It also makes a lot of sense for Allo to be "paused" while all of this is happening. A lot of the Allo experience is going to be folded into Chat, and there really aren't that many people using it to begin with. The end goal here is much larger than releasing a competing product, it's creating a platform carriers already want to support where Google has its hand on the scale for future development. That is going to be a much bigger deal in the not-so-distant future.

Russell is a Contributing Editor at Android Central. He's a former server admin who has been using Android since the HTC G1, and quite literally wrote the book on Android tablets. You can usually find him chasing the next tech trend, much to the pain of his wallet. Find him on Facebook and Twitter

101 Comments
  • Anyone who gets me a desktop client that actually works is going to have my money.
  • A web-based desktop client is part of this update ☺
  • Yep. And the second that is up and running, I'll port my GV number over to my carrier.
  • > ...it has nothing to do with competing against Apple's iMessage platform. I don't think that's true at all, it's definitely a push to compete against iMessage. RCS is basically iMessage with a Android twist. I mean, I could be completely misunderstanding what iMessage is, I guess, but from what I understand it's basically Facebook Messenger with SMS fallback, which is what RCS is aiming to be. I'm super excited for this, can't wait to learn more and actually start using it!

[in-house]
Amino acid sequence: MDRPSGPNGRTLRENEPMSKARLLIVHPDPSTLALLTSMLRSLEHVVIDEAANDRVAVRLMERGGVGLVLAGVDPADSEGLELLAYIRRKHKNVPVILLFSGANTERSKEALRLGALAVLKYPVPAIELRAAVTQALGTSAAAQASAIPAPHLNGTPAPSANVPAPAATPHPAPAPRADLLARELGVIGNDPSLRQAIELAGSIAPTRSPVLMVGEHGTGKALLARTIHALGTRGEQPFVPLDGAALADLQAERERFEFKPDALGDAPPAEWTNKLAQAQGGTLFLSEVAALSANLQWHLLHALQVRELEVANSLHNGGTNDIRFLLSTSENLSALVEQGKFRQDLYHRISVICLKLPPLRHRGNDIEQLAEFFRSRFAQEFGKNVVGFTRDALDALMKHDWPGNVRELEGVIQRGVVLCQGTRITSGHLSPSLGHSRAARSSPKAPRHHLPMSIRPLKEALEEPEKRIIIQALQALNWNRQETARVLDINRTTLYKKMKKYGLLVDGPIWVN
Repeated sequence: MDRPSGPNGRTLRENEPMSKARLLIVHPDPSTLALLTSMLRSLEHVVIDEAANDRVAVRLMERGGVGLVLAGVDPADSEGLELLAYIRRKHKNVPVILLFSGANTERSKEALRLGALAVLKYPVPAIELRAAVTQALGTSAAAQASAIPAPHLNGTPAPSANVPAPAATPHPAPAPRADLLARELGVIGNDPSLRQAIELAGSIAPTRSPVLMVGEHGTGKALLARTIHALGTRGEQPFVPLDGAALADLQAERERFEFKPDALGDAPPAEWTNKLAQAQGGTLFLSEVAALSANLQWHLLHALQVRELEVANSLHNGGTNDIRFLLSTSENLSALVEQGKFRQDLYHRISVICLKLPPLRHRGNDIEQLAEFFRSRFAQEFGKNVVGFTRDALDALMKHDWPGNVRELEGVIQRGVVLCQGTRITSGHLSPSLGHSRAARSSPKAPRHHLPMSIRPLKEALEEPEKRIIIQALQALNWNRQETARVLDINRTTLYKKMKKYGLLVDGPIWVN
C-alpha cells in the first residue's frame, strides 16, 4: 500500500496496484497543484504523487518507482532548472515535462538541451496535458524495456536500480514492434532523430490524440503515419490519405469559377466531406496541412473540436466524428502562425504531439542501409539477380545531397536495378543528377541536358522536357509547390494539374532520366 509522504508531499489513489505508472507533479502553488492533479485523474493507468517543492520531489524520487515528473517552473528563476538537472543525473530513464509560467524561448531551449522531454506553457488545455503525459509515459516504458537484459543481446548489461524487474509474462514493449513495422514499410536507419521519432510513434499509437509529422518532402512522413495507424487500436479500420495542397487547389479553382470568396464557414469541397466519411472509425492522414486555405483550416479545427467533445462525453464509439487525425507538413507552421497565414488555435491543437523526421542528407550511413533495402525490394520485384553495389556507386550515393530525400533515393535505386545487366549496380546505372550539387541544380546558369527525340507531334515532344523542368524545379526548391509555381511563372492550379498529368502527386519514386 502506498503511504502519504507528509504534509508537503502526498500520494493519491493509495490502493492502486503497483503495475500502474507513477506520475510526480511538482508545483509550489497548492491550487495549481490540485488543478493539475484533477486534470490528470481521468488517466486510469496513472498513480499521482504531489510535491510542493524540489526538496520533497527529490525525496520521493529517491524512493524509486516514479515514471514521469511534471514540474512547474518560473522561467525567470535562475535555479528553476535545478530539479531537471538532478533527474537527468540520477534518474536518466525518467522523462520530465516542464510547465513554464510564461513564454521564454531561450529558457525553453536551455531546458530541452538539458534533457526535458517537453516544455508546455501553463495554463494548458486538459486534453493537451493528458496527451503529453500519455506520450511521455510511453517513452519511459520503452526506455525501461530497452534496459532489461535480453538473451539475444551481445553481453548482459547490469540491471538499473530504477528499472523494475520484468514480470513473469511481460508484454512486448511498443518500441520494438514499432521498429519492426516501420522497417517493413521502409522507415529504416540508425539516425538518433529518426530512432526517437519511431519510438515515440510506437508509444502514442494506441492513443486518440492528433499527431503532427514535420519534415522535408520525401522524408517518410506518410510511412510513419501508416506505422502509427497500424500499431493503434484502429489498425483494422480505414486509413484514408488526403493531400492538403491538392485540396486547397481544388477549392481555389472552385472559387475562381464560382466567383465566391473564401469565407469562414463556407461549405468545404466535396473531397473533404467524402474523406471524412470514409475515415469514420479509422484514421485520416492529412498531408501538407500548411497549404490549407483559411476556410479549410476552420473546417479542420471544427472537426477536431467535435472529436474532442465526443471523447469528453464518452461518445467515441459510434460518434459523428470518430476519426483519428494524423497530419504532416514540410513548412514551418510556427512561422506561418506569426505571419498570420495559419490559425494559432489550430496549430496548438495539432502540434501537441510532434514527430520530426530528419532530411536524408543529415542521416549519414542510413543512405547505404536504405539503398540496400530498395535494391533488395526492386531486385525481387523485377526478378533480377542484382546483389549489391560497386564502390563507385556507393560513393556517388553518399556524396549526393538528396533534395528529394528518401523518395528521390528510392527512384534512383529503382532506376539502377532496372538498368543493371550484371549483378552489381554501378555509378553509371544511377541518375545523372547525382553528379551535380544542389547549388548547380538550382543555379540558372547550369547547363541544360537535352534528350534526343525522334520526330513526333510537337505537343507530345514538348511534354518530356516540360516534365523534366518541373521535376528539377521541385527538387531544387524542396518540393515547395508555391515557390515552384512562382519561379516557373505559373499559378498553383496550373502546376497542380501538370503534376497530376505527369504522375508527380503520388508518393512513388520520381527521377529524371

• I would argue this has a lot more to do with WhatsApp than iMessage, but I see your point.
  • They started the article by saying this and then later in the article they state they are in fact competing with iMessage... so I'm confused. To me, it's absolutely naive to think that this isn't direct competition with apple. Ask any iPhone user why they still use an iPhone and they'll tell you it's the ecosystem; iMessage across all devices seamlessly syncs. Android is far superior in almost every other aspect of a phone in my opinion. However, what do we all do most? Send text messages. Apple has been doing iMessage for YEARS and I am shocked it's taken Google this long to wake up.
  • It's not about iMessage across all devices. Android has solid solutions for that with SMS. It's about, as ridiculous as this sounds, being green in a blue world... iMessage locks people into iOS because it's what most of their friends and family use, and as soon as you leave it, a couple of things happen. First, message features and quality decline significantly (something RCS will help if Apple ends up supporting it). Second, it completely wrecks group messages and the only solution is to either start a new thread altogether, or have your friends/family remove and re-add you to the thread, which again, complete wrecks the thread. Leaving iMessage severely hampers and oftentimes breaks one of the primary reasons for having a phone - communication with those you care about. It's like you're driving down the road in a high-end bus with all of the people you care about, then you suddenly wreck and have to split up into different vehicles, using only walkie talkies or CB radios. RCS isn't going to fix that unfortunately. It'll make the alternative a more feature-rich option, which is good. But it's in no way going to fix the iMessage stranglehold. Edit: this is also mostly a U.S. problem, as many other parts of the world have higher Android adoption, and mostly use apps like WhatsApp.
  • tnt4
    "It's not about iMessage across all devices. Android has solid solutions for that with SMS. It's about, as ridiculous as this sounds, being green in a blue world... "
    couldn't be further from the truth. i couldn't care less about what color the bubble is, and neither does anyone else. in fact, if apple would allow any customization, people wouldn't use those colors at all.